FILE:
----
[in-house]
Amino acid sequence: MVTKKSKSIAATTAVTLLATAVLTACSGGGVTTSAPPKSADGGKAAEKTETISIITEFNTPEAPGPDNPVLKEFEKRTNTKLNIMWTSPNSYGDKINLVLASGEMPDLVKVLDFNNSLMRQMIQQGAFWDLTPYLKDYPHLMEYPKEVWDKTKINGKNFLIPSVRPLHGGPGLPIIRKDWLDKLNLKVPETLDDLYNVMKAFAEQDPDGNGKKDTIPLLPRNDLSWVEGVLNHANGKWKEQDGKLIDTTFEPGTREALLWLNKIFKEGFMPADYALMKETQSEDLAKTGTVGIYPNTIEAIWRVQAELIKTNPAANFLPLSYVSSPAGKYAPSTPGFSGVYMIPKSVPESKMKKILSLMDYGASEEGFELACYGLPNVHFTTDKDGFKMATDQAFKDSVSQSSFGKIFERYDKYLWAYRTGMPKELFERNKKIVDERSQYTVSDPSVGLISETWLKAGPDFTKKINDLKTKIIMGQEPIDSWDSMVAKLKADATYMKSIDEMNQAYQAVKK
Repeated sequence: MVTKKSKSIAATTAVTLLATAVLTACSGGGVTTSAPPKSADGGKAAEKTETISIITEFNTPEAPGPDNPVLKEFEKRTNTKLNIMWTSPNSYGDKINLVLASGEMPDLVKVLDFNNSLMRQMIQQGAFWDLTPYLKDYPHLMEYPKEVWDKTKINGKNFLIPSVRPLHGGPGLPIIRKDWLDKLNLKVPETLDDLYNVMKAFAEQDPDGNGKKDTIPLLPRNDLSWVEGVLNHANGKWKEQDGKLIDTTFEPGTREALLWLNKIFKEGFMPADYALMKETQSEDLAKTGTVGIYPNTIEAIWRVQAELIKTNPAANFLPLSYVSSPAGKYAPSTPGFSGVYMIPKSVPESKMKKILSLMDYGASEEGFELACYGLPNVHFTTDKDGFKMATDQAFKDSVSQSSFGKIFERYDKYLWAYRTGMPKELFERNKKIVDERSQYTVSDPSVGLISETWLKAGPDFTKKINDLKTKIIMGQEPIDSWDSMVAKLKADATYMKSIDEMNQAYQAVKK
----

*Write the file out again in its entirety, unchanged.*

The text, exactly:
[in-house]
Amino acid sequence: MVTKKSKSIAATTAVTLLATAVLTACSGGGVTTSAPPKSADGGKAAEKTETISIITEFNTPEAPGPDNPVLKEFEKRTNTKLNIMWTSPNSYGDKINLVLASGEMPDLVKVLDFNNSLMRQMIQQGAFWDLTPYLKDYPHLMEYPKEVWDKTKINGKNFLIPSVRPLHGGPGLPIIRKDWLDKLNLKVPETLDDLYNVMKAFAEQDPDGNGKKDTIPLLPRNDLSWVEGVLNHANGKWKEQDGKLIDTTFEPGTREALLWLNKIFKEGFMPADYALMKETQSEDLAKTGTVGIYPNTIEAIWRVQAELIKTNPAANFLPLSYVSSPAGKYAPSTPGFSGVYMIPKSVPESKMKKILSLMDYGASEEGFELACYGLPNVHFTTDKDGFKMATDQAFKDSVSQSSFGKIFERYDKYLWAYRTGMPKELFERNKKIVDERSQYTVSDPSVGLISETWLKAGPDFTKKINDLKTKIIMGQEPIDSWDSMVAKLKADATYMKSIDEMNQAYQAVKK
Repeated sequence: MVTKKSKSIAATTAVTLLATAVLTACSGGGVTTSAPPKSADGGKAAEKTETISIITEFNTPEAPGPDNPVLKEFEKRTNTKLNIMWTSPNSYGDKINLVLASGEMPDLVKVLDFNNSLMRQMIQQGAFWDLTPYLKDYPHLMEYPKEVWDKTKINGKNFLIPSVRPLHGGPGLPIIRKDWLDKLNLKVPETLDDLYNVMKAFAEQDPDGNGKKDTIPLLPRNDLSWVEGVLNHANGKWKEQDGKLIDTTFEPGTREALLWLNKIFKEGFMPADYALMKETQSEDLAKTGTVGIYPNTIEAIWRVQAELIKTNPAANFLPLSYVSSPAGKYAPSTPGFSGVYMIPKSVPESKMKKILSLMDYGASEEGFELACYGLPNVHFTTDKDGFKMATDQAFKDSVSQSSFGKIFERYDKYLWAYRTGMPKELFERNKKIVDERSQYTVSDPSVGLISETWLKAGPDFTKKINDLKTKIIMGQEPIDSWDSMVAKLKADATYMKSIDEMNQAYQAVKK